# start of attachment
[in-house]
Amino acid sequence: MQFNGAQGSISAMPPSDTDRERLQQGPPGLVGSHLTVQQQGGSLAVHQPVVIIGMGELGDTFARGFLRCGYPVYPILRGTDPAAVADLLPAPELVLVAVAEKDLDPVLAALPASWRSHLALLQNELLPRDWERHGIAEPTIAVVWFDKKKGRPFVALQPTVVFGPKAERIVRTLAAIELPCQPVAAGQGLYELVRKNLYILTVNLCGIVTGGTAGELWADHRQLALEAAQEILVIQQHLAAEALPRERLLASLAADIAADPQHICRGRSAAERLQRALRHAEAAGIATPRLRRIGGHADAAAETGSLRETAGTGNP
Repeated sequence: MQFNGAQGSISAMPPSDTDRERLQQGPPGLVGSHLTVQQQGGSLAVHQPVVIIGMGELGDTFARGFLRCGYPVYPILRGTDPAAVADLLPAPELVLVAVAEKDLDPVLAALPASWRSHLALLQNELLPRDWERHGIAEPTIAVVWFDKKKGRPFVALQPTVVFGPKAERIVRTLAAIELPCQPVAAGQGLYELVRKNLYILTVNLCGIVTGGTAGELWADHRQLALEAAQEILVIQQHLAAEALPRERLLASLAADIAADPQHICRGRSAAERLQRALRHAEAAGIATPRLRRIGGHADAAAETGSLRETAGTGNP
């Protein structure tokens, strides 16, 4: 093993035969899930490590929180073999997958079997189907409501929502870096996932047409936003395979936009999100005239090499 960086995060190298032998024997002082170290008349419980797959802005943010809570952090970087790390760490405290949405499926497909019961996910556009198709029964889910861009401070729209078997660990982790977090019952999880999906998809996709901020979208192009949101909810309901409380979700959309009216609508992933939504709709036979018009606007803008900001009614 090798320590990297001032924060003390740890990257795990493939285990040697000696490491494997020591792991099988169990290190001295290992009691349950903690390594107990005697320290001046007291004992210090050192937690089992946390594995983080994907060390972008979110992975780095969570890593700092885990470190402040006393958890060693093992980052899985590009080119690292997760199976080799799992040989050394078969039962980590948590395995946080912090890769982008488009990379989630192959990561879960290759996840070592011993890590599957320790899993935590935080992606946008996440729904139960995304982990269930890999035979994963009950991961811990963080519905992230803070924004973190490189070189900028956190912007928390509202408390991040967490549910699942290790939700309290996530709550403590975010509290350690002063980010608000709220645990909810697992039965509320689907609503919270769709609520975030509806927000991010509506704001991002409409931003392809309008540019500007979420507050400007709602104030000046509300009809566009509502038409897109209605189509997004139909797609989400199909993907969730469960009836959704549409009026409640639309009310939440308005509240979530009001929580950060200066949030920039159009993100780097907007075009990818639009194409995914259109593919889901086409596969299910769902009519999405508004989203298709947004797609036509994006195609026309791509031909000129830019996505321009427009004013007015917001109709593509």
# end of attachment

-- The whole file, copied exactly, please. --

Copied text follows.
[in-house]
Amino acid sequence: MQFNGAQGSISAMPPSDTDRERLQQGPPGLVGSHLTVQQQGGSLAVHQPVVIIGMGELGDTFARGFLRCGYPVYPILRGTDPAAVADLLPAPELVLVAVAEKDLDPVLAALPASWRSHLALLQNELLPRDWERHGIAEPTIAVVWFDKKKGRPFVALQPTVVFGPKAERIVRTLAAIELPCQPVAAGQGLYELVRKNLYILTVNLCGIVTGGTAGELWADHRQLALEAAQEILVIQQHLAAEALPRERLLASLAADIAADPQHICRGRSAAERLQRALRHAEAAGIATPRLRRIGGHADAAAETGSLRETAGTGNP
Repeated sequence: MQFNGAQGSISAMPPSDTDRERLQQGPPGLVGSHLTVQQQGGSLAVHQPVVIIGMGELGDTFARGFLRCGYPVYPILRGTDPAAVADLLPAPELVLVAVAEKDLDPVLAALPASWRSHLALLQNELLPRDWERHGIAEPTIAVVWFDKKKGRPFVALQPTVVFGPKAERIVRTLAAIELPCQPVAAGQGLYELVRKNLYILTVNLCGIVTGGTAGELWADHRQLALEAAQEILVIQQHLAAEALPRERLLASLAADIAADPQHICRGRSAAERLQRALRHAEAAGIATPRLRRIGGHADAAAETGSLRETAGTGNP
């Protein structure tokens, strides 16, 4: 093993035969899930490590929180073999997958079997189907409501929502870096996932047409936003395979936009999100005239090499 960086995060190298032998024997002082170290008349419980797959802005943010809570952090970087790390760490405290949405499926497909019961996910556009198709029964889910861009401070729209078997660990982790977090019952999880999906998809996709901020979208192009949101909810309901409380979700959309009216609508992933939504709709036979018009606007803008900001009614 090798320590990297001032924060003390740890990257795990493939285990040697000696490491494997020591792991099988169990290190001295290992009691349950903690390594107990005697320290001046007291004992210090050192937690089992946390594995983080994907060390972008979110992975780095969570890593700092885990470190402040006393958890060693093992980052899985590009080119690292997760199976080799799992040989050394078969039962980590948590395995946080912090890769982008488009990379989630192959990561879960290759996840070592011993890590599957320790899993935590935080992606946008996440729904139960995304982990269930890999035979994963009950991961811990963080519905992230803070924004973190490189070189900028956190912007928390509202408390991040967490549910699942290790939700309290996530709550403590975010509290350690002063980010608000709220645990909810697992039965509320689907609503919270769709609520975030509806927000991010509506704001991002409409931003392809309008540019500007979420507050400007709602104030000046509300009809566009509502038409897109209605189509997004139909797609989400199909993907969730469960009836959704549409009026409640639309009310939440308005509240979530009001929580950060200066949030920039159009993100780097907007075009990818639009194409995914259109593919889901086409596969299910769902009519999405508004989203298709947004797609036509994006195609026309791509031909000129830019996505321009427009004013007015917001109709593509």